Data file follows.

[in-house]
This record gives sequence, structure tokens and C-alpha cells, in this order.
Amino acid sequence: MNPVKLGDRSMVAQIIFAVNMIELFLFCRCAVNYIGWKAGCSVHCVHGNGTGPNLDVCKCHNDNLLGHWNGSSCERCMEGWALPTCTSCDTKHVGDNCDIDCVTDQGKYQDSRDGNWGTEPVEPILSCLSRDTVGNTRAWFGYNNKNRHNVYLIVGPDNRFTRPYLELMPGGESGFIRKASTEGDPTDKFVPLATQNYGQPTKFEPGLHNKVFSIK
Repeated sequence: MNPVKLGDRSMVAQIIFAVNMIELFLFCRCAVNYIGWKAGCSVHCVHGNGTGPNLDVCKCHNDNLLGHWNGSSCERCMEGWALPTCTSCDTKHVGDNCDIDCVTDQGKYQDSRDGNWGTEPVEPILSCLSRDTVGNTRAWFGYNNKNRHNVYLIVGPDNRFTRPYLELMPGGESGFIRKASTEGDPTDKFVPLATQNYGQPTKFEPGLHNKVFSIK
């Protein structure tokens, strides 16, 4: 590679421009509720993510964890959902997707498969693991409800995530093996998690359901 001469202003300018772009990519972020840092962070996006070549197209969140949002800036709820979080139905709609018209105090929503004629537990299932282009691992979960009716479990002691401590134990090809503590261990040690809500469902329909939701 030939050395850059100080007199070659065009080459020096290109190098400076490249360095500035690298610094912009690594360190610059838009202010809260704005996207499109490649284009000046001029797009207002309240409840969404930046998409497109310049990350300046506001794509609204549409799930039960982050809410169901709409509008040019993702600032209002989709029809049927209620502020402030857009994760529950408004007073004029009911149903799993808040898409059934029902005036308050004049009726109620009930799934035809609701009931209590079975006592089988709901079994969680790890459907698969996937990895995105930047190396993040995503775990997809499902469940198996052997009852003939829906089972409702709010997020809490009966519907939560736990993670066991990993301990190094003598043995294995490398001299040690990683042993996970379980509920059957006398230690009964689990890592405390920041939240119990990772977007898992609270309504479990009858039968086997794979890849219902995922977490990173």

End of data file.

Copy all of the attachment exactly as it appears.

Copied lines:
[in-house]
This record gives sequence, structure tokens and C-alpha cells, in this order.
Amino acid sequence: MNPVKLGDRSMVAQIIFAVNMIELFLFCRCAVNYIGWKAGCSVHCVHGNGTGPNLDVCKCHNDNLLGHWNGSSCERCMEGWALPTCTSCDTKHVGDNCDIDCVTDQGKYQDSRDGNWGTEPVEPILSCLSRDTVGNTRAWFGYNNKNRHNVYLIVGPDNRFTRPYLELMPGGESGFIRKASTEGDPTDKFVPLATQNYGQPTKFEPGLHNKVFSIK
Repeated sequence: MNPVKLGDRSMVAQIIFAVNMIELFLFCRCAVNYIGWKAGCSVHCVHGNGTGPNLDVCKCHNDNLLGHWNGSSCERCMEGWALPTCTSCDTKHVGDNCDIDCVTDQGKYQDSRDGNWGTEPVEPILSCLSRDTVGNTRAWFGYNNKNRHNVYLIVGPDNRFTRPYLELMPGGESGFIRKASTEGDPTDKFVPLATQNYGQPTKFEPGLHNKVFSIK
């Protein structure tokens, strides 16, 4: 590679421009509720993510964890959902997707498969693991409800995530093996998690359901 001469202003300018772009990519972020840092962070996006070549197209969140949002800036709820979080139905709609018209105090929503004629537990299932282009691992979960009716479990002691401590134990090809503590261990040690809500469902329909939701 030939050395850059100080007199070659065009080459020096290109190098400076490249360095500035690298610094912009690594360190610059838009202010809260704005996207499109490649284009000046001029797009207002309240409840969404930046998409497109310049990350300046506001794509609204549409799930039960982050809410169901709409509008040019993702600032209002989709029809049927209620502020402030857009994760529950408004007073004029009911149903799993808040898409059934029902005036308050004049009726109620009930799934035809609701009931209590079975006592089988709901079994969680790890459907698969996937990895995105930047190396993040995503775990997809499902469940198996052997009852003939829906089972409702709010997020809490009966519907939560736990993670066991990993301990190094003598043995294995490398001299040690990683042993996970379980509920059957006398230690009964689990890592405390920041939240119990990772977007898992609270309504479990009858039968086997794979890849219902995922977490990173």